Following the publication of the article and the photo, in the issue dated 7 November,[53] the rumour started to decline.[8] In the interview, McCartney was quoted as saying:

Perhaps the rumour started because I haven't been much in the press lately. I have done enough press for a lifetime, and I don't have anything to say these days. I am happy to be with my family and I will work when I work. I was switched on for ten years and I never switched off. Now I am switching off whenever I can. I would rather be a little less famous these days.[55]

AftermathEdit

In November 1969, Capitol Records sales managers reported a significant increase in sales of Beatles catalogue albums, attributed to the rumour.[56] Rocco Catena, Capitol's vice-president of national merchandising, estimated that "this is going to be the biggest month in history in terms of Beatles sales".[23][56] The rumour benefited the commercial performance of Abbey Road in the US, where it comfortably outsold all of the band's previous albums.[57] Sgt. Pepper and Magical Mystery Tour, both of which had been off the charts since February, re-entered the Billboard Top LPs chart,[23] peaking at number 101 and number 109, respectively.[58]

A television special dedicated to "Paul is dead" was broadcast on WOR in New York on 30 November.[22] Titled Paul McCartney: The Complete Story, Told for the First and Last Time, it was set in a courtroom and hosted by celebrity lawyer F. Lee Bailey,[32] who cross-examined LaBour,[22] Gibb and other proponents of the theory, and heard opposing views from "witnesses" such as McCartney's friend Peter Asher and Allen Klein.[23] Bailey left it to the viewer to determine a conclusion.[23] Before the recording, LaBour told Bailey that his article had been intended as a joke, to which Bailey sighed and replied, "Well, we have an hour of television to do; you're going to have to go along with this."[22]

It was a bit weird meeting people shortly after that, because they'd be looking at the back of my ears, looking a bit through me. And it was weird doing the "I really am him" stuff.[29]

– Paul McCartney

McCartney returned to London in December. Bolstered by Linda's support, he began recording his debut solo album at his home in St John's Wood.[59] Titled McCartney, and recorded without his bandmates' knowledge,[60][61] it was "one of the best-kept secrets in rock history" until shortly before its release in April 1970, according to author Nicholas Schaffner, and led to the announcement of the Beatles' break-up.[62] In his 1971 song "How Do You Sleep?", in which he attacked McCartney's character,[63] Lennon described the theorists as "freaks" who "were right when they said you was dead".[64] The rumour was also cited in the hoax surrounding the Canadian band Klaatu,[65] after a January 1977 review of their debut album 3:47 EST sparked rumours that the group were in fact the Beatles.[66] In one telling, this theory contended that the album had been recorded in late 1966 but then mislaid until 1975, at which point Lennon, Harrison and Starr elected to issue it in McCartney's memory.[65]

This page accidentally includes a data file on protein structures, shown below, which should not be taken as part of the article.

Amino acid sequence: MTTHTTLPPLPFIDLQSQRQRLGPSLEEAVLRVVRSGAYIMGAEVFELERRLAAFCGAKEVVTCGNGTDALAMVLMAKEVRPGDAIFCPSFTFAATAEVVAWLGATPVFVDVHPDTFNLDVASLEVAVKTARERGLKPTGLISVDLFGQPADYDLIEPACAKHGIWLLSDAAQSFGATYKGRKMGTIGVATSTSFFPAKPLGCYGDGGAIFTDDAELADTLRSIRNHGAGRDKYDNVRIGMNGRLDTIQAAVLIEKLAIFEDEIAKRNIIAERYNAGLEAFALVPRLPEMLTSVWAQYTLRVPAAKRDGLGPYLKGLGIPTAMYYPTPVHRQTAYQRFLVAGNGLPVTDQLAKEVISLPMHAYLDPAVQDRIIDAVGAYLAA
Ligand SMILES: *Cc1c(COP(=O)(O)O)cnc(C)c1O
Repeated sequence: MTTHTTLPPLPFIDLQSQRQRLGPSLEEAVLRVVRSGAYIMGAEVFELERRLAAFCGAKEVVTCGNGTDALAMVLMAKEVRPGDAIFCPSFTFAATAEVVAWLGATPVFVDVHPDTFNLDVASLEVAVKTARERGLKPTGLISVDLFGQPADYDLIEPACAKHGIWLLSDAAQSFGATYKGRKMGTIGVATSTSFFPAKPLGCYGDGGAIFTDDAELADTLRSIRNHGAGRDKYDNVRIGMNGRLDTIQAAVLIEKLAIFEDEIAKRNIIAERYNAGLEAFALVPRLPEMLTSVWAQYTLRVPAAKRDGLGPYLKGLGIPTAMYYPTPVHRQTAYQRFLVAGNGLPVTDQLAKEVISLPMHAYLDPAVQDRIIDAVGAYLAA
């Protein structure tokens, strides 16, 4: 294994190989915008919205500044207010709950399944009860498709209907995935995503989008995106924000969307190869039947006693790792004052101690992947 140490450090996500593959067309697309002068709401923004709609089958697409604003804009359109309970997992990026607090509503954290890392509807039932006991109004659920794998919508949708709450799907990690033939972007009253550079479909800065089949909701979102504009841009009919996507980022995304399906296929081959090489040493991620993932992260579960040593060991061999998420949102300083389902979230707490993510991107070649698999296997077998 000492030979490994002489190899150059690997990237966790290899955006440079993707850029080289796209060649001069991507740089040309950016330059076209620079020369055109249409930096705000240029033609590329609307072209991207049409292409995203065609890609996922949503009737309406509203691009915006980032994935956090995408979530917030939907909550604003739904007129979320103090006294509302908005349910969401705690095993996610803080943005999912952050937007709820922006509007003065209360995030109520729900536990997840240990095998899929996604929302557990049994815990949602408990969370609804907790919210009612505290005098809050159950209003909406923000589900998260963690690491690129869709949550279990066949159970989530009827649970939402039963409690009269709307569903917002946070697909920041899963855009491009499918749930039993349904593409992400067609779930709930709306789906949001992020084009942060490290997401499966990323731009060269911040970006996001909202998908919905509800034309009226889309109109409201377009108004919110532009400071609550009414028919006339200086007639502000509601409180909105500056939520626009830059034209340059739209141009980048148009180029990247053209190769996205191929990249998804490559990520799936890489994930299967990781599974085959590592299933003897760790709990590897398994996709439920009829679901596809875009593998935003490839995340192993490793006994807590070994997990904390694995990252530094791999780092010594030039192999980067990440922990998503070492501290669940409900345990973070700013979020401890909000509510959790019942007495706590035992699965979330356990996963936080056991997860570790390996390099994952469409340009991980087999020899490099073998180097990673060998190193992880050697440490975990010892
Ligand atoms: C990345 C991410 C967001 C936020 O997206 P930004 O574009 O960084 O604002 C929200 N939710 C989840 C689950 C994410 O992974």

LaBour later became notable as the bassist for the western swing group Riders in the Sky, which he co-founded in 1977. In 2008, he joked that his success as a musician had extended his fifteen minutes of fame for his part in the rumour to "seventeen minutes".[67] In 2015, he told The Detroit News that he is still periodically contacted by conspiracy theorists who have attempted to present him with supposed new developments on the McCartney rumours.[68]

Analysis and legacyEdit

Author Peter Doggett writes that, while the theory behind "Paul is dead" defied logic, its popularity was understandable in a climate where citizens were faced with conspiracy theories insisting that the assassination of President John F. Kennedy in 1963 was in fact a coup d'état.[69] Schaffner said that, given its origins as an item of gossip and intrigue generated by a select group in the "Beatles cult", "Paul is dead" serves as "a genuine folk tale of the mass communications era".[9] He also described it as "the most monumental hoax since Orson Welles' War of the Worlds broadcast persuaded thousands of panicky New Jerseyites that Martian invaders were in the vicinity".[9] In his book Revolution in the Head, Ian MacDonald says that the Beatles were partly responsible for the phenomenon due to their incorporation of "random lyrics and effects", particularly in the White Album track "Glass Onion" in which Lennon invited clue-hunting by including references to other Beatles songs.[4] MacDonald groups it with the "psychic epidemics" that were encouraged by the rock audience's use of hallucinogenic drugs and which escalated with Charles Manson's homicidal interpretation of the White Album and Mark David Chapman's religion-motivated murder of Lennon in 1980.[70]